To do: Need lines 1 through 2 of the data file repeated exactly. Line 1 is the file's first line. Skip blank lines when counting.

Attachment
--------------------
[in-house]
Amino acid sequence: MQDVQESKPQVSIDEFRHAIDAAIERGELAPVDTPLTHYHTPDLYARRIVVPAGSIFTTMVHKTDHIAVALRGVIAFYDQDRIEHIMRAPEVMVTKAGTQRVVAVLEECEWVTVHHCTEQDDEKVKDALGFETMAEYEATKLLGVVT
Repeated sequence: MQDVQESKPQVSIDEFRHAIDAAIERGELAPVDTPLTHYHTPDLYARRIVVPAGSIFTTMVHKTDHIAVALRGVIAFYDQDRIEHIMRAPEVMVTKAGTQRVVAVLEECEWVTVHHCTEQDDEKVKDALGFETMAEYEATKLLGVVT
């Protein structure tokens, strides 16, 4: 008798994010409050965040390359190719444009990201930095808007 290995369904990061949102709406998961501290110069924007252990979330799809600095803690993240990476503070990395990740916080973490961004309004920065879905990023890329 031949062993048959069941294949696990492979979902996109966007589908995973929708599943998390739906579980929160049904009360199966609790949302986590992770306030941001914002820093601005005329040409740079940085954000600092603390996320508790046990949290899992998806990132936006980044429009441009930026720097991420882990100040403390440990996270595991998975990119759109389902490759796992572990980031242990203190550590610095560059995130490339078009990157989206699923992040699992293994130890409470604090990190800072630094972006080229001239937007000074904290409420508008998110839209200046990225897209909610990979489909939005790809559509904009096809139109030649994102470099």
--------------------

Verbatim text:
[in-house]
Amino acid sequence: MQDVQESKPQVSIDEFRHAIDAAIERGELAPVDTPLTHYHTPDLYARRIVVPAGSIFTTMVHKTDHIAVALRGVIAFYDQDRIEHIMRAPEVMVTKAGTQRVVAVLEECEWVTVHHCTEQDDEKVKDALGFETMAEYEATKLLGVVT